Growing Up Different

by Ckay1 on November 18, 2013 - 11:52pm

Linda Goldstein directed a very touching documentary called Somewhere Between, which touches on many social issues we see around the world today. This documentary focuses on adopted Chinese girls who were put into orphanages because their parents could not take care of them. This film shows the struggles of being an adopted child in American culture. The girls in the documentary face many emotional struggles; they all know they were adopted because their family could not afford to take care of them, they wanted only sons, and China has a one-child policy, which makes it even harder for their parents to keep them. The girls face many feelings of abandonment, confusion, and identity issues.


            One of the key things this film portrays is the social issues that these girls must over come. It has to be difficult knowing that your mother is not you biological mother and you can see that every day. These girls wake up each morning wondering what their life would be like if they were never given up for adoption. How confusing is that? When the girls are interview you can see on their faces that they are determined to find answers about their family and where they truly came from. Not knowing who you really are is something that no girls should ever have to face.


            Feeling abandoned is one of the worst feelings ever. Being so young and not knowing truly why you were left is very hard to understand. Even though these girls have very caring and nurturing families now, it is difficult to overcome feelings of abandonment. This can cause these girls problems mentally, emotionally and sometimes socially. Social issues come into play here because the girls know their families didn’t want them and it is hard for them because people of different ethnicities are not always accepted. Feeling abandoned comes into play once again. 


            This documentary also portrays social interactions.  There is a very heart wrenching, yet touching scene when 13-year-old Haley goes to China and is reunited with her birth family. This is a lot to handle at once, especially because she is so young. You can see the struggle on all of their faces when they meet due to language barriers and cultural differences. The pain and struggles in this scene are truly heart breaking, but it gives us a real-life example of how hard this can be on adopted children. Plus, on top of that the translator was not giving Haley and her parents the full truthful story on how Haley made it to the orphanage. On the Brightside of this segment, there is still joy in their eyes, and a sense of hope in the air. Haley finds out she has sisters and a brother, and is treated to a feast that her family made just for her. Seeing this happen for the first time brings a tear to your eye knowing that she hasn’t known any of this for thirteen years. Some of us don’t realize how lucky we are to know who are parents are, and that we are with our biological family. My seven year old cousin was adopted from China when she was a baby and I can see that she struggles with this issues. The thing that breaks my heart the most when I see her is that she always asks me this, “Were you born in your family? Because I wasn’t, I don’t know my real mommy and daddy. Are yours your real mommy and daddy?” It kills me inside to hear her say that. I can only imagine what these girls are dealing with the same things.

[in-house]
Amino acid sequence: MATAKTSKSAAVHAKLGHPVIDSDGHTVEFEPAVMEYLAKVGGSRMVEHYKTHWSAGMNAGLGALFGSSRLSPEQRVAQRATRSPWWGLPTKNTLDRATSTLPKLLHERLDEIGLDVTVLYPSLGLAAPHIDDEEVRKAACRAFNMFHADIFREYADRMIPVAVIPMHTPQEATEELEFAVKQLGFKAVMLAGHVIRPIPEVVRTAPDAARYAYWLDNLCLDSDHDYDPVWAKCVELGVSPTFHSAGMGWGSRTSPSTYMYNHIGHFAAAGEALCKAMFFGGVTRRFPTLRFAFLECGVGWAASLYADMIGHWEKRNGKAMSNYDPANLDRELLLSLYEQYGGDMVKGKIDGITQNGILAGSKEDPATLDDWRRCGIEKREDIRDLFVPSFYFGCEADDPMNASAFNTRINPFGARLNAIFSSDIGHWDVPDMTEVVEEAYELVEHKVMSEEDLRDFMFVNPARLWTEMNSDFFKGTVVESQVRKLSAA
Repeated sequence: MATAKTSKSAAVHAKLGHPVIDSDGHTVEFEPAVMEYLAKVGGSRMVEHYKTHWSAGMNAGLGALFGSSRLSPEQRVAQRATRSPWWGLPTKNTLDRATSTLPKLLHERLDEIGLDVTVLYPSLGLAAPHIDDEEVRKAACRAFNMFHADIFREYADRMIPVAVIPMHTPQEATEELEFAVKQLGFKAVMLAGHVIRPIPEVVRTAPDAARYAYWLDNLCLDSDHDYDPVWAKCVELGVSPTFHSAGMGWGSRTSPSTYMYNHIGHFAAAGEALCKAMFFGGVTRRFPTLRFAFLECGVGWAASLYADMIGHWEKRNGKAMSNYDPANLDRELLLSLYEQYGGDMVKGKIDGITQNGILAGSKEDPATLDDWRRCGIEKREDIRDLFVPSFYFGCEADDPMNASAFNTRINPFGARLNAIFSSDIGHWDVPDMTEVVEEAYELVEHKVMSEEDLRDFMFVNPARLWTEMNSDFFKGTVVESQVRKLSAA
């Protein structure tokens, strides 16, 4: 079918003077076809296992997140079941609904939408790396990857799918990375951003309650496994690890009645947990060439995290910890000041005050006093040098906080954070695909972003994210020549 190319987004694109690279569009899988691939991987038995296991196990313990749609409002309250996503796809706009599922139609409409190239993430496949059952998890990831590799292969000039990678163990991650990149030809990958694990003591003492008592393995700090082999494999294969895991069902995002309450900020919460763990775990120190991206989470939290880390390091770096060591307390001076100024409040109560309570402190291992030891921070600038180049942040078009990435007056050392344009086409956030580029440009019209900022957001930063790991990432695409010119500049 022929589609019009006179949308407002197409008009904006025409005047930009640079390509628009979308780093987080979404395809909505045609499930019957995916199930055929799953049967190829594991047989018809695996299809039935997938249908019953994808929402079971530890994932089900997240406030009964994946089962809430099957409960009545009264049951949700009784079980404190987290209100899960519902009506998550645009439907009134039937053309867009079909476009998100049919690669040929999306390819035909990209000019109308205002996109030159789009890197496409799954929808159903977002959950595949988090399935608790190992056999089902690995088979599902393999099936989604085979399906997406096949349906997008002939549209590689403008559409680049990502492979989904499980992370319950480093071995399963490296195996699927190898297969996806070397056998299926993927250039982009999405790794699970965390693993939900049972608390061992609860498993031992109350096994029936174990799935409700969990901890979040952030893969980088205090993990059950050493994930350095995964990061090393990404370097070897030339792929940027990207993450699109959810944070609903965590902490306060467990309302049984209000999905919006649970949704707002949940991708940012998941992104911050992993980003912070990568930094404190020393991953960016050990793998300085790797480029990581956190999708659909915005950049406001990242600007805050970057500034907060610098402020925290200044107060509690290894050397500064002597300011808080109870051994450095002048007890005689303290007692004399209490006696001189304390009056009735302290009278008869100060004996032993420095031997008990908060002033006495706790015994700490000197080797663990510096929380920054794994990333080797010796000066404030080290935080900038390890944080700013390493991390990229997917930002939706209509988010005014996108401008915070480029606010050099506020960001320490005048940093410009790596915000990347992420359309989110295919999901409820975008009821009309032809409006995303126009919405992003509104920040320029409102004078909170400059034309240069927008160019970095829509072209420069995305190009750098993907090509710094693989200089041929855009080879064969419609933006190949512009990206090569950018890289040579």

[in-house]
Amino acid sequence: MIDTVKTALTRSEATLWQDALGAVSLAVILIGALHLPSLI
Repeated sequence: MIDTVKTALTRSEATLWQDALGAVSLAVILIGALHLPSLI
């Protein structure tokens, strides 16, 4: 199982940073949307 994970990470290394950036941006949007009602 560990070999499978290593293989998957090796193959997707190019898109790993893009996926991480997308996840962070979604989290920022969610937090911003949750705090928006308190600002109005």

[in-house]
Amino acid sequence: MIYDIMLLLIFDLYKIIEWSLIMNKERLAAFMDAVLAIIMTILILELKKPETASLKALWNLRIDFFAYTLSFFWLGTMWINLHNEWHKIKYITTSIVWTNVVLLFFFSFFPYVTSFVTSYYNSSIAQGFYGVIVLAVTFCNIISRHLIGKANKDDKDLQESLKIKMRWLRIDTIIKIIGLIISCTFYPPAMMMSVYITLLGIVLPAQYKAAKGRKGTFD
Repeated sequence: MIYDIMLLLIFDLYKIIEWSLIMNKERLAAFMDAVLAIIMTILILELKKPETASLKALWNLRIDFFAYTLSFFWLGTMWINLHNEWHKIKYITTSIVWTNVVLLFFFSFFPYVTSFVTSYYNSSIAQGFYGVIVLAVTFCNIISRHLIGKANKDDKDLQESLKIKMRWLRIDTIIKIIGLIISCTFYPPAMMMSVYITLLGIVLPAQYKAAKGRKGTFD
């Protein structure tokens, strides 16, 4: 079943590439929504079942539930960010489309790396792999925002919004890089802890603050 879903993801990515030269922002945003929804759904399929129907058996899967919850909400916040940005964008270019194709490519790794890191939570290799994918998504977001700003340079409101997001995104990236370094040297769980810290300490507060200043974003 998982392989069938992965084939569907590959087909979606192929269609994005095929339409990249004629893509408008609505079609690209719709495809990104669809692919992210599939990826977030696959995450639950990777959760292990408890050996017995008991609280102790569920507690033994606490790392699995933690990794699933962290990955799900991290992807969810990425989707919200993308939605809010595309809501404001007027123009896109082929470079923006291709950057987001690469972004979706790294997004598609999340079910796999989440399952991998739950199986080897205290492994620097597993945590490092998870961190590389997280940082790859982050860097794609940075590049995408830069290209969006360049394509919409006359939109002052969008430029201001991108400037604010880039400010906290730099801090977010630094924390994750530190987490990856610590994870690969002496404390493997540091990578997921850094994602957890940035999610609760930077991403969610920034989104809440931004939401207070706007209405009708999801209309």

Somewhere Between is an excellent documentary that does a wonderful job at showing the issues that young adopted girls face regularly. Viewers get a first hand viewing experience on what it is like to be adopted. These four girls managed to stay positive through a situation that is very difficult through many, while keeping close with their adopted families and reaching out to the ones that abandoned them, even though it my be difficult.


Goldstein, L. (Director). 2011. Somewhere Between (DVD).


United States: Ladylike Films